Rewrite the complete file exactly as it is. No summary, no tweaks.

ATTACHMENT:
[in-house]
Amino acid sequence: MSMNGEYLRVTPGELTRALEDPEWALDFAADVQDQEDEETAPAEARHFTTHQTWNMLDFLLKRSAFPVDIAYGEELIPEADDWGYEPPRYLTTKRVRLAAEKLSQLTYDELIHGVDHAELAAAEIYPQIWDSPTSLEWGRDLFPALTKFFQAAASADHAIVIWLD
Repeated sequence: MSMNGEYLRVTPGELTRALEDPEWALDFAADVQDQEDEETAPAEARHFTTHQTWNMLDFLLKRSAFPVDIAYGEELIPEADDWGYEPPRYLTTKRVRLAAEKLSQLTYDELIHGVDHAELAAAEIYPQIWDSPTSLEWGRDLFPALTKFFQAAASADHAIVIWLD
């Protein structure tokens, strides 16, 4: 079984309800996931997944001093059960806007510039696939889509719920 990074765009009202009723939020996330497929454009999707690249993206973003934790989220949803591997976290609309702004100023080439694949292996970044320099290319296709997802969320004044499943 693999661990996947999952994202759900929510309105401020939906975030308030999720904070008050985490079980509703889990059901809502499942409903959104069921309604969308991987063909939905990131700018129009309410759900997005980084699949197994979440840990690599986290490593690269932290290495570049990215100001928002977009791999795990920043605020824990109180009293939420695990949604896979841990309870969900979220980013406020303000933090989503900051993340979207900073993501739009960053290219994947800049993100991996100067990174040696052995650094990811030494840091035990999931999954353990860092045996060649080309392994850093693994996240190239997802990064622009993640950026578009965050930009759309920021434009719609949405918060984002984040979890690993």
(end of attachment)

[in-house]
Amino acid sequence: MSMNGEYLRVTPGELTRALEDPEWALDFAADVQDQEDEETAPAEARHFTTHQTWNMLDFLLKRSAFPVDIAYGEELIPEADDWGYEPPRYLTTKRVRLAAEKLSQLTYDELIHGVDHAELAAAEIYPQIWDSPTSLEWGRDLFPALTKFFQAAASADHAIVIWLD
Repeated sequence: MSMNGEYLRVTPGELTRALEDPEWALDFAADVQDQEDEETAPAEARHFTTHQTWNMLDFLLKRSAFPVDIAYGEELIPEADDWGYEPPRYLTTKRVRLAAEKLSQLTYDELIHGVDHAELAAAEIYPQIWDSPTSLEWGRDLFPALTKFFQAAASADHAIVIWLD
């Protein structure tokens, strides 16, 4: 079984309800996931997944001093059960806007510039696939889509719920 990074765009009202009723939020996330497929454009999707690249993206973003934790989220949803591997976290609309702004100023080439694949292996970044320099290319296709997802969320004044499943 693999661990996947999952994202759900929510309105401020939906975030308030999720904070008050985490079980509703889990059901809502499942409903959104069921309604969308991987063909939905990131700018129009309410759900997005980084699949197994979440840990690599986290490593690269932290290495570049990215100001928002977009791999795990920043605020824990109180009293939420695990949604896979841990309870969900979220980013406020303000933090989503900051993340979207900073993501739009960053290219994947800049993100991996100067990174040696052995650094990811030494840091035990999931999954353990860092045996060649080309392994850093693994996240190239997802990064622009993640950026578009965050930009759309920021434009719609949405918060984002984040979890690993």